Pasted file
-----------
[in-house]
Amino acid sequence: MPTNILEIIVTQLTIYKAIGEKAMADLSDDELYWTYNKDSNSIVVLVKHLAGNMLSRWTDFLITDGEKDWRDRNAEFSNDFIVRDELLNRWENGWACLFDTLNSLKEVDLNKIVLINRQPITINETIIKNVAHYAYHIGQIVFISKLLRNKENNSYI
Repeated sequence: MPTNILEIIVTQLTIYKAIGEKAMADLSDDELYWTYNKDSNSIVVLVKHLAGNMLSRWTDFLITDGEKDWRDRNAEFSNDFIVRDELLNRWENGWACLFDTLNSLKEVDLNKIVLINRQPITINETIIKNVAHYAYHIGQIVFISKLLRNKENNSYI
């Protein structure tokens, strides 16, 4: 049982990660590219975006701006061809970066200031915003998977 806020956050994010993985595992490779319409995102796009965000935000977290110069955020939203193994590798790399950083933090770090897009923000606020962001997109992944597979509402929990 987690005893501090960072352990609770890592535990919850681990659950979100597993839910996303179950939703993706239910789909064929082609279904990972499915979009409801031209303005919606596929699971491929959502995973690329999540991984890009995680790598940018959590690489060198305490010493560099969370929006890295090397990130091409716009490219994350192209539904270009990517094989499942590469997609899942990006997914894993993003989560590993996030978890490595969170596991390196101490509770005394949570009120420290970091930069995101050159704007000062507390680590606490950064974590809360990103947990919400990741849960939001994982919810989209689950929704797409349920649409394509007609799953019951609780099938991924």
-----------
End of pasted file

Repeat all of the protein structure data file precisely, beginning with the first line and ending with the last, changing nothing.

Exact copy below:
[in-house]
Amino acid sequence: MPTNILEIIVTQLTIYKAIGEKAMADLSDDELYWTYNKDSNSIVVLVKHLAGNMLSRWTDFLITDGEKDWRDRNAEFSNDFIVRDELLNRWENGWACLFDTLNSLKEVDLNKIVLINRQPITINETIIKNVAHYAYHIGQIVFISKLLRNKENNSYI
Repeated sequence: MPTNILEIIVTQLTIYKAIGEKAMADLSDDELYWTYNKDSNSIVVLVKHLAGNMLSRWTDFLITDGEKDWRDRNAEFSNDFIVRDELLNRWENGWACLFDTLNSLKEVDLNKIVLINRQPITINETIIKNVAHYAYHIGQIVFISKLLRNKENNSYI
């Protein structure tokens, strides 16, 4: 049982990660590219975006701006061809970066200031915003998977 806020956050994010993985595992490779319409995102796009965000935000977290110069955020939203193994590798790399950083933090770090897009923000606020962001997109992944597979509402929990 987690005893501090960072352990609770890592535990919850681990659950979100597993839910996303179950939703993706239910789909064929082609279904990972499915979009409801031209303005919606596929699971491929959502995973690329999540991984890009995680790598940018959590690489060198305490010493560099969370929006890295090397990130091409716009490219994350192209539904270009990517094989499942590469997609899942990006997914894993993003989560590993996030978890490595969170596991390196101490509770005394949570009120420290970091930069995101050159704007000062507390680590606490950064974590809360990103947990919400990741849960939001994982919810989209689950929704797409349920649409394509007609799953019951609780099938991924």